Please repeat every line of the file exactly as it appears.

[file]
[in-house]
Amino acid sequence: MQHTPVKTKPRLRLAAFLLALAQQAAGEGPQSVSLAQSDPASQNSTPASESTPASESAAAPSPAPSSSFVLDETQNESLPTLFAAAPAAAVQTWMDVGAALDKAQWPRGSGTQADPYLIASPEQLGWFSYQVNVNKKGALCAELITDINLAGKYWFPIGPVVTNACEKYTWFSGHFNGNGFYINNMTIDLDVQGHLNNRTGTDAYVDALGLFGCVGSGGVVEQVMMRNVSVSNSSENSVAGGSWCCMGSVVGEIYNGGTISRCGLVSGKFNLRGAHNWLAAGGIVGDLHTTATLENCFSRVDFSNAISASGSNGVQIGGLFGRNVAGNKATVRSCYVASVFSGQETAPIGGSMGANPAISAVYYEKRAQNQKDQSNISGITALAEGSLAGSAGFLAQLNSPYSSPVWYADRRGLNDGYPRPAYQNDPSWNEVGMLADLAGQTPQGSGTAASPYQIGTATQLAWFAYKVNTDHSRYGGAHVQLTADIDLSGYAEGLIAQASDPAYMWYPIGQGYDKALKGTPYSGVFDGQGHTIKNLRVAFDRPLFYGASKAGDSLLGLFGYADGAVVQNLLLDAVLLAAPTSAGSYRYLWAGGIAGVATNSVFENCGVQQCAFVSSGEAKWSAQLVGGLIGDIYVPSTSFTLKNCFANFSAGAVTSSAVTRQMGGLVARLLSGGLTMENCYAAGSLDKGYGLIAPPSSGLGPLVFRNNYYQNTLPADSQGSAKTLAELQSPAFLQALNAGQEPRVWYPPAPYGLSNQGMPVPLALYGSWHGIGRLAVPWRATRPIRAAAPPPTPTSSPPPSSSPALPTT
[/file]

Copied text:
[in-house]
Amino acid sequence: MQHTPVKTKPRLRLAAFLLALAQQAAGEGPQSVSLAQSDPASQNSTPASESTPASESAAAPSPAPSSSFVLDETQNESLPTLFAAAPAAAVQTWMDVGAALDKAQWPRGSGTQADPYLIASPEQLGWFSYQVNVNKKGALCAELITDINLAGKYWFPIGPVVTNACEKYTWFSGHFNGNGFYINNMTIDLDVQGHLNNRTGTDAYVDALGLFGCVGSGGVVEQVMMRNVSVSNSSENSVAGGSWCCMGSVVGEIYNGGTISRCGLVSGKFNLRGAHNWLAAGGIVGDLHTTATLENCFSRVDFSNAISASGSNGVQIGGLFGRNVAGNKATVRSCYVASVFSGQETAPIGGSMGANPAISAVYYEKRAQNQKDQSNISGITALAEGSLAGSAGFLAQLNSPYSSPVWYADRRGLNDGYPRPAYQNDPSWNEVGMLADLAGQTPQGSGTAASPYQIGTATQLAWFAYKVNTDHSRYGGAHVQLTADIDLSGYAEGLIAQASDPAYMWYPIGQGYDKALKGTPYSGVFDGQGHTIKNLRVAFDRPLFYGASKAGDSLLGLFGYADGAVVQNLLLDAVLLAAPTSAGSYRYLWAGGIAGVATNSVFENCGVQQCAFVSSGEAKWSAQLVGGLIGDIYVPSTSFTLKNCFANFSAGAVTSSAVTRQMGGLVARLLSGGLTMENCYAAGSLDKGYGLIAPPSSGLGPLVFRNNYYQNTLPADSQGSAKTLAELQSPAFLQALNAGQEPRVWYPPAPYGLSNQGMPVPLALYGSWHGIGRLAVPWRATRPIRAAAPPPTPTSSPPPSSSPALPTT